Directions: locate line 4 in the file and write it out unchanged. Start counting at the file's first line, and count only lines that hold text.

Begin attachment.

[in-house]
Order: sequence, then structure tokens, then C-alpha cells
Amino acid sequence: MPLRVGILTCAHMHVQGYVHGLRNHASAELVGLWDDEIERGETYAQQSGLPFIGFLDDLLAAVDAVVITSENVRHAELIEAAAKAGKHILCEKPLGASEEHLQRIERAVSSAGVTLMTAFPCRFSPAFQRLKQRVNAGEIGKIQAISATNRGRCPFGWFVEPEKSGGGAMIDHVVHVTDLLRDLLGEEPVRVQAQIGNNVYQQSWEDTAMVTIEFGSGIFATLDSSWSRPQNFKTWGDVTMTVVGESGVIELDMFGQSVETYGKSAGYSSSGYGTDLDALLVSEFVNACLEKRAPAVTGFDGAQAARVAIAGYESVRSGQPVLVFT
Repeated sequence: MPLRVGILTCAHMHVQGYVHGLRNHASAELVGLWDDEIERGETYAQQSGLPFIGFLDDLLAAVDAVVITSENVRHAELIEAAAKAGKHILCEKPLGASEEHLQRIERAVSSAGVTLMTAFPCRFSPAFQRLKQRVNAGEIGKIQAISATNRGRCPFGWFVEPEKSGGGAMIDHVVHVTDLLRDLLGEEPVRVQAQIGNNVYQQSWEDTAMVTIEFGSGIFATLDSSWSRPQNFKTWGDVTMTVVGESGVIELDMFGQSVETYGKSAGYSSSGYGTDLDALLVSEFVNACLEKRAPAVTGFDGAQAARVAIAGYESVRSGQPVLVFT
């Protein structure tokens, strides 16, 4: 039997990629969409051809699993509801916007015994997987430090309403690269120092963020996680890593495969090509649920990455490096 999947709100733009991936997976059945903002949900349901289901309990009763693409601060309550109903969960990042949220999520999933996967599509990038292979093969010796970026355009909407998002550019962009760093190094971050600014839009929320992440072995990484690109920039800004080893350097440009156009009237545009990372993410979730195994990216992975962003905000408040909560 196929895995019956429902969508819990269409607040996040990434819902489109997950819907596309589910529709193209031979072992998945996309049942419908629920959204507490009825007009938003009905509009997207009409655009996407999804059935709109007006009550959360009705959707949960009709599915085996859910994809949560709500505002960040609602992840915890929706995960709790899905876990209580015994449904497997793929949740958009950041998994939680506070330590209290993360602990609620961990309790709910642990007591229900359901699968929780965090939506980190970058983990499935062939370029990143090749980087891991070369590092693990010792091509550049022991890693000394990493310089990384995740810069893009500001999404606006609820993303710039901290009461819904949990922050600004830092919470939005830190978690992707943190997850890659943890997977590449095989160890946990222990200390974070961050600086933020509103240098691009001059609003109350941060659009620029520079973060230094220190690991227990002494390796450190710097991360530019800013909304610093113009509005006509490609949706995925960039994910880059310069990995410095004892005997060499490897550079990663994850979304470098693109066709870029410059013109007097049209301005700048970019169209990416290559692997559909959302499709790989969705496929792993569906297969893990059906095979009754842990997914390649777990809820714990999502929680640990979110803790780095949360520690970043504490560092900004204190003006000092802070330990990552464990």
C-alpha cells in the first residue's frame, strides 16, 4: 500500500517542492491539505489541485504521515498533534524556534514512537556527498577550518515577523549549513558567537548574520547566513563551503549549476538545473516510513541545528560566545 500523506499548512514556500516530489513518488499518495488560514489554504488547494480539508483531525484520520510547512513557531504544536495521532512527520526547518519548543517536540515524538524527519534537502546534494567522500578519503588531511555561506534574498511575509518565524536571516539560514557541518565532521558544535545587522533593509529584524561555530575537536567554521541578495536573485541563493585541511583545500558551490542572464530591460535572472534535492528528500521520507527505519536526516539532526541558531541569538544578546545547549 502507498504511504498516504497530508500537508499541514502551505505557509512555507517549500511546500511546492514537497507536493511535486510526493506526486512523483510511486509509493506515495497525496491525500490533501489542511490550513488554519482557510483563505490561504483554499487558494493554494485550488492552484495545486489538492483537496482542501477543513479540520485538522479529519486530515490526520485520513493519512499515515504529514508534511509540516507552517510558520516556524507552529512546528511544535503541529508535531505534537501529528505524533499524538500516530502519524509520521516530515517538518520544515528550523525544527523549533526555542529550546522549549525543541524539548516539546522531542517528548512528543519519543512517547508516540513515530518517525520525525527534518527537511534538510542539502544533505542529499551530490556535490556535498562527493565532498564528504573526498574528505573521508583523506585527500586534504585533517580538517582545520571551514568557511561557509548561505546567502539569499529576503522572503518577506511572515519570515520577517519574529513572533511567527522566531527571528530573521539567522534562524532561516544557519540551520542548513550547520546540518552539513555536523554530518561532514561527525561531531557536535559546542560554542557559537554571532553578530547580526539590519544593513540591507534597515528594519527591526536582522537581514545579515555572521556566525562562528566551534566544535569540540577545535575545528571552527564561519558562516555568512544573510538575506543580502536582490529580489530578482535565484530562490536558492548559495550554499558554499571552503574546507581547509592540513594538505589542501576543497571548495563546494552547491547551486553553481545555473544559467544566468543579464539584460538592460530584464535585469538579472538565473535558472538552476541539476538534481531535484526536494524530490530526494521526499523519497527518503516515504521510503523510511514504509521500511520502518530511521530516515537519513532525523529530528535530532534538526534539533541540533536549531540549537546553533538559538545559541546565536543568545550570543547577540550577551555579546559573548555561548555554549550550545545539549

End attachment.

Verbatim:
Repeated sequence: MPLRVGILTCAHMHVQGYVHGLRNHASAELVGLWDDEIERGETYAQQSGLPFIGFLDDLLAAVDAVVITSENVRHAELIEAAAKAGKHILCEKPLGASEEHLQRIERAVSSAGVTLMTAFPCRFSPAFQRLKQRVNAGEIGKIQAISATNRGRCPFGWFVEPEKSGGGAMIDHVVHVTDLLRDLLGEEPVRVQAQIGNNVYQQSWEDTAMVTIEFGSGIFATLDSSWSRPQNFKTWGDVTMTVVGESGVIELDMFGQSVETYGKSAGYSSSGYGTDLDALLVSEFVNACLEKRAPAVTGFDGAQAARVAIAGYESVRSGQPVLVFT